Streamlining Security Incident Management & Responses

20.05.2021 Read
Streamlining Security Incident Management & Responses

In order to get a grasp on how to ease security incident management and response processes, there are terms to be clarified first. First of all, a security incident is the common name of an attack towards an organization’s cybersecurity system, network, or data in general. In addition, TechSlang also includes successful attacks within the term “incident”. Therefore, whether impactful or not, all types of attacks, violations, or exploitations can be described as security incidents.

Moving forward, the security operations that are centered on the management of such incidents are called security incident response and management. However, it is not as easy as it may seem because security teams often struggle to handle one incident after another. They often implement various types of incident response procedures. These procedures are helpful to identify the incidents, yet the high workload remains.

Adding insult to injury, security teams frequently encounter false positives that are quite time-consuming. As an example, this article underlines the fact that even though false positives cause bottlenecks, they almost always have to be dealt with great caution. The reason is simple - if there is one single successful entry among any amount of false positives, the security network will most probably collapse. Thus, it is not possible to overlook them even though they are often a resource drain.

There is a positive correlation between the competency of a security system at threat detection and the number of security incidents it spots. Therefore, as a security network gets stronger, the need for a more advanced security incident response increases. Yet, dealing with these incidents manually is quite burdening for any security team to shoulder. That’s the reason why a security tool competent enough to handle this issue (and many more) becomes inevitable.

Finally, the last term left to clarify is streamlining. To detect how to streamline the incident management and response processes, the key obstacles are stated above. The suffocating amount of incidents, unnerving false positives, and the hardship of managing and responding to incidents manually are bothersome for analysts. Thus, for the sake of streamlining them, automation, visibility, and orchestration can be utilized.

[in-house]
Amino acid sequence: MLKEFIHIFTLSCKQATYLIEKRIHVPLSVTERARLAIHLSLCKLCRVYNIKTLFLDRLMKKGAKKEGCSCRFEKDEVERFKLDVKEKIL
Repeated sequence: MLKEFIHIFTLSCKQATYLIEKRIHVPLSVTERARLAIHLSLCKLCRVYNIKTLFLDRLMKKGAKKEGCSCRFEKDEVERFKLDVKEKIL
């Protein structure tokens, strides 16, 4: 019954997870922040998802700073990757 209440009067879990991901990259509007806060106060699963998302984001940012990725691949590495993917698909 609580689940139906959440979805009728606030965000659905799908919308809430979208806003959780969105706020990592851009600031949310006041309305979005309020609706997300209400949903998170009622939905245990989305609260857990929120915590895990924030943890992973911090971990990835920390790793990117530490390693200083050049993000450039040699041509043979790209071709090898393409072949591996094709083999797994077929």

One Platform to Operate Them All: SOAR

Security Orchestration, Automation and Response (SOAR) platforms are gaining more importance day by day. For example, this article written by a CTO claims that SOARs are able to sort out many problems that analysts encounter and are obviously beneficial for organizations. Therefore, their capability to move security operations to the next level is underlined. Among the positive sides of SOAR, being able to simplify the incident management and response process shines out.

SOARs attributes can correspond to the contemporary difficulties of incident response and management one by one. As an example, SOARs innate ability to reduce mean time to detect and mean time to response (MTTR and MTTD) disburdens analysts. This is attained by introducing efficiency to the various operations of security teams. Its performance-oriented customized workbench can prioritize incidents and alert analysts against emergencies. Thus, security analysts are able to respond to incidents faster.